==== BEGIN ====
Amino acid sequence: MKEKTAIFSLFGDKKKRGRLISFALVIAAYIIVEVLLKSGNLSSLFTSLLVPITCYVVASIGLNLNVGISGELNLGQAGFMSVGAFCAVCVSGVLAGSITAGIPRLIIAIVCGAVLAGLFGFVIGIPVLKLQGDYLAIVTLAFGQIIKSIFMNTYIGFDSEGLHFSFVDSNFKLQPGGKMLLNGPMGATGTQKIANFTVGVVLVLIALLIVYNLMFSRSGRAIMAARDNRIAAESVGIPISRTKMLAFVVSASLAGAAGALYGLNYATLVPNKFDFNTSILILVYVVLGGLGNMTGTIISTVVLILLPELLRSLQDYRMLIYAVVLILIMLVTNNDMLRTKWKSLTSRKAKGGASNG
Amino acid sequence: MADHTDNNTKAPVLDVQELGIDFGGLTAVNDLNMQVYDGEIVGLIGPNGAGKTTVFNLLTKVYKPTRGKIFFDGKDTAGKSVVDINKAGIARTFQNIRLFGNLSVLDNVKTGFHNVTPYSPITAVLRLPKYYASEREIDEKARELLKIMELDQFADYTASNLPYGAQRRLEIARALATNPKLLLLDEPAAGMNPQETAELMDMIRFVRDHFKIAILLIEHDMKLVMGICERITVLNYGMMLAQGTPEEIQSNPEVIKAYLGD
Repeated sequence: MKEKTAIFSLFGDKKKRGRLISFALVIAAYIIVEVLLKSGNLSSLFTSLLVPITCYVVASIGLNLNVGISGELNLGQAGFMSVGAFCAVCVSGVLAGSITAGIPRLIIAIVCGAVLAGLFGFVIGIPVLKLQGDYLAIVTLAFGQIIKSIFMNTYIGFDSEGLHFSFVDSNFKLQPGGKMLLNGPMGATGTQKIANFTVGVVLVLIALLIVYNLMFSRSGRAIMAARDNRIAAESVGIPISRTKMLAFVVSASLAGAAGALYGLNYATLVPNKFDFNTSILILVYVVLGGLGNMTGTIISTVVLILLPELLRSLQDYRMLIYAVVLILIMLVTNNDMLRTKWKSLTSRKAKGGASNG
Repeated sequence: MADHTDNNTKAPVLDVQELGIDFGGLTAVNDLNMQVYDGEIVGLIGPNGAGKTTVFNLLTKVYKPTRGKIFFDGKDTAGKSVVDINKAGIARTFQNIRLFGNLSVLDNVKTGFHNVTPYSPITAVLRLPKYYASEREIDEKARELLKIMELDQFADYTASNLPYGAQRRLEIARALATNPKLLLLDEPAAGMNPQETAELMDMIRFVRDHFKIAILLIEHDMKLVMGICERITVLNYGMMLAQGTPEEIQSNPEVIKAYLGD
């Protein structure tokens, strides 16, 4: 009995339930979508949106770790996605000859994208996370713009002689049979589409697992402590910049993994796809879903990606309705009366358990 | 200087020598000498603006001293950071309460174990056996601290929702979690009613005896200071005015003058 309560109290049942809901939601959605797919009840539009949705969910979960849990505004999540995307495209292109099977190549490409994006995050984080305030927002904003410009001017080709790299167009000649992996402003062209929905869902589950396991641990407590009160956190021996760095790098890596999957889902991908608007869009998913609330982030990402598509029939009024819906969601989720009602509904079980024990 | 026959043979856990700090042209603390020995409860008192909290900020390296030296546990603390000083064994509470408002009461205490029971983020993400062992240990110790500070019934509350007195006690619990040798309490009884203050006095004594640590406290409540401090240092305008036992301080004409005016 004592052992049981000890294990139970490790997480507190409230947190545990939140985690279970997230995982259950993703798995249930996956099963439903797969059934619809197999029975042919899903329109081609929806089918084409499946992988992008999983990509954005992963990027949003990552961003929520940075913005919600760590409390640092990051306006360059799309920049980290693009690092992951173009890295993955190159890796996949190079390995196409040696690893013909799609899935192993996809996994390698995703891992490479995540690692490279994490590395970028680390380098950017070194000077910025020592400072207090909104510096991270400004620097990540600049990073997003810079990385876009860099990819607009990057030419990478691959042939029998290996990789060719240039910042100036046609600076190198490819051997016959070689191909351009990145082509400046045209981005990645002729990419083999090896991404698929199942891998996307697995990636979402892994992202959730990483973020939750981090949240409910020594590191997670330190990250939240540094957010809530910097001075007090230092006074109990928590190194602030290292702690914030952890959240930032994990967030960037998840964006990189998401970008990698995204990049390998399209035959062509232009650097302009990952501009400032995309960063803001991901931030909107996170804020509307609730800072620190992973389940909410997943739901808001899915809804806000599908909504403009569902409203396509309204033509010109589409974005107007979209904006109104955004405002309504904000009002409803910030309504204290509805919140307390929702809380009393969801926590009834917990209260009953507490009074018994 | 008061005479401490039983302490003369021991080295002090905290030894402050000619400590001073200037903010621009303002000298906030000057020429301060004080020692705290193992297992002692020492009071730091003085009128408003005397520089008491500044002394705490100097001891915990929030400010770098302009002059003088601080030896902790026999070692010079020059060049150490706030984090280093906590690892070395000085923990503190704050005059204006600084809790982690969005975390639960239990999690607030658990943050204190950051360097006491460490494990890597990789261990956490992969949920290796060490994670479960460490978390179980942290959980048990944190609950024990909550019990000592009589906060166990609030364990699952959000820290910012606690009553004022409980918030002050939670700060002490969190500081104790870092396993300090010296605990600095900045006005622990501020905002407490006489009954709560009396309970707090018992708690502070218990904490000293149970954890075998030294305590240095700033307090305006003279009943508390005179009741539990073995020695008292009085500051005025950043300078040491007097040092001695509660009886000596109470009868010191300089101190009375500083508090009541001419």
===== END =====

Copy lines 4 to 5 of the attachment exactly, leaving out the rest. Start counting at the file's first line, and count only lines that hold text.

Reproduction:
Repeated sequence: MADHTDNNTKAPVLDVQELGIDFGGLTAVNDLNMQVYDGEIVGLIGPNGAGKTTVFNLLTKVYKPTRGKIFFDGKDTAGKSVVDINKAGIARTFQNIRLFGNLSVLDNVKTGFHNVTPYSPITAVLRLPKYYASEREIDEKARELLKIMELDQFADYTASNLPYGAQRRLEIARALATNPKLLLLDEPAAGMNPQETAELMDMIRFVRDHFKIAILLIEHDMKLVMGICERITVLNYGMMLAQGTPEEIQSNPEVIKAYLGD
């Protein structure tokens, strides 16, 4: 009995339930979508949106770790996605000859994208996370713009002689049979589409697992402590910049993994796809879903990606309705009366358990 | 200087020598000498603006001293950071309460174990056996601290929702979690009613005896200071005015003058 309560109290049942809901939601959605797919009840539009949705969910979960849990505004999540995307495209292109099977190549490409994006995050984080305030927002904003410009001017080709790299167009000649992996402003062209929905869902589950396991641990407590009160956190021996760095790098890596999957889902991908608007869009998913609330982030990402598509029939009024819906969601989720009602509904079980024990 | 026959043979856990700090042209603390020995409860008192909290900020390296030296546990603390000083064994509470408002009461205490029971983020993400062992240990110790500070019934509350007195006690619990040798309490009884203050006095004594640590406290409540401090240092305008036992301080004409005016 004592052992049981000890294990139970490790997480507190409230947190545990939140985690279970997230995982259950993703798995249930996956099963439903797969059934619809197999029975042919899903329109081609929806089918084409499946992988992008999983990509954005992963990027949003990552961003929520940075913005919600760590409390640092990051306006360059799309920049980290693009690092992951173009890295993955190159890796996949190079390995196409040696690893013909799609899935192993996809996994390698995703891992490479995540690692490279994490590395970028680390380098950017070194000077910025020592400072207090909104510096991270400004620097990540600049990073997003810079990385876009860099990819607009990057030419990478691959042939029998290996990789060719240039910042100036046609600076190198490819051997016959070689191909351009990145082509400046045209981005990645002729990419083999090896991404698929199942891998996307697995990636979402892994992202959730990483973020939750981090949240409910020594590191997670330190990250939240540094957010809530910097001075007090230092006074109990928590190194602030290292702690914030952890959240930032994990967030960037998840964006990189998401970008990698995204990049390998399209035959062509232009650097302009990952501009400032995309960063803001991901931030909107996170804020509307609730800072620190992973389940909410997943739901808001899915809804806000599908909504403009569902409203396509309204033509010109589409974005107007979209904006109104955004405002309504904000009002409803910030309504204290509805919140307390929702809380009393969801926590009834917990209260009953507490009074018994 | 008061005479401490039983302490003369021991080295002090905290030894402050000619400590001073200037903010621009303002000298906030000057020429301060004080020692705290193992297992002692020492009071730091003085009128408003005397520089008491500044002394705490100097001891915990929030400010770098302009002059003088601080030896902790026999070692010079020059060049150490706030984090280093906590690892070395000085923990503190704050005059204006600084809790982690969005975390639960239990999690607030658990943050204190950051360097006491460490494990890597990789261990956490992969949920290796060490994670479960460490978390179980942290959980048990944190609950024990909550019990000592009589906060166990609030364990699952959000820290910012606690009553004022409980918030002050939670700060002490969190500081104790870092396993300090010296605990600095900045006005622990501020905002407490006489009954709560009396309970707090018992708690502070218990904490000293149970954890075998030294305590240095700033307090305006003279009943508390005179009741539990073995020695008292009085500051005025950043300078040491007097040092001695509660009886000596109470009868010191300089101190009375500083508090009541001419």